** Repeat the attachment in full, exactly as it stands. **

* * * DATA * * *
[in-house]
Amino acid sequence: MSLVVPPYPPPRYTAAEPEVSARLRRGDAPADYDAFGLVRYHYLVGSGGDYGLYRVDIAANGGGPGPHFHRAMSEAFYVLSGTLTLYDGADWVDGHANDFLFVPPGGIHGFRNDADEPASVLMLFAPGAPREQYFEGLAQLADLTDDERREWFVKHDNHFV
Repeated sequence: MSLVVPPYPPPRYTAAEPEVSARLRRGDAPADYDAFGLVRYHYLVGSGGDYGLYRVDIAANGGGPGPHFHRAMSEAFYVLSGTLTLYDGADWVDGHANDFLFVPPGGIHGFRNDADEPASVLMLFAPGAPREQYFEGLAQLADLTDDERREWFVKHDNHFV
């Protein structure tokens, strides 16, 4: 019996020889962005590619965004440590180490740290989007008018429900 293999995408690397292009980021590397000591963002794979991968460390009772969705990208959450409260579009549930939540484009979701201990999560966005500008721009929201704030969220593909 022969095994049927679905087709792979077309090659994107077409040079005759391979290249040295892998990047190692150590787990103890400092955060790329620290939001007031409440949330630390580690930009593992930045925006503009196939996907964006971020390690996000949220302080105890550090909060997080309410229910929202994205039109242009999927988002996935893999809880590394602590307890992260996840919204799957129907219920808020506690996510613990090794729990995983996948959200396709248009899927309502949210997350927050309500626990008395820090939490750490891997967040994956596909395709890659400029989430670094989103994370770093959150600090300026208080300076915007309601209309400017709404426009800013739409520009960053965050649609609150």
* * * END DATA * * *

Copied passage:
[in-house]
Amino acid sequence: MSLVVPPYPPPRYTAAEPEVSARLRRGDAPADYDAFGLVRYHYLVGSGGDYGLYRVDIAANGGGPGPHFHRAMSEAFYVLSGTLTLYDGADWVDGHANDFLFVPPGGIHGFRNDADEPASVLMLFAPGAPREQYFEGLAQLADLTDDERREWFVKHDNHFV
Repeated sequence: MSLVVPPYPPPRYTAAEPEVSARLRRGDAPADYDAFGLVRYHYLVGSGGDYGLYRVDIAANGGGPGPHFHRAMSEAFYVLSGTLTLYDGADWVDGHANDFLFVPPGGIHGFRNDADEPASVLMLFAPGAPREQYFEGLAQLADLTDDERREWFVKHDNHFV
């Protein structure tokens, strides 16, 4: 019996020889962005590619965004440590180490740290989007008018429900 293999995408690397292009980021590397000591963002794979991968460390009772969705990208959450409260579009549930939540484009979701201990999560966005500008721009929201704030969220593909 022969095994049927679905087709792979077309090659994107077409040079005759391979290249040295892998990047190692150590787990103890400092955060790329620290939001007031409440949330630390580690930009593992930045925006503009196939996907964006971020390690996000949220302080105890550090909060997080309410229910929202994205039109242009999927988002996935893999809880590394602590307890992260996840919204799957129907219920808020506690996510613990090794729990995983996948959200396709248009899927309502949210997350927050309500626990008395820090939490750490891997967040994956596909395709890659400029989430670094989103994370770093959150600090300026208080300076915007309601209309400017709404426009800013739409520009960053965050649609609150």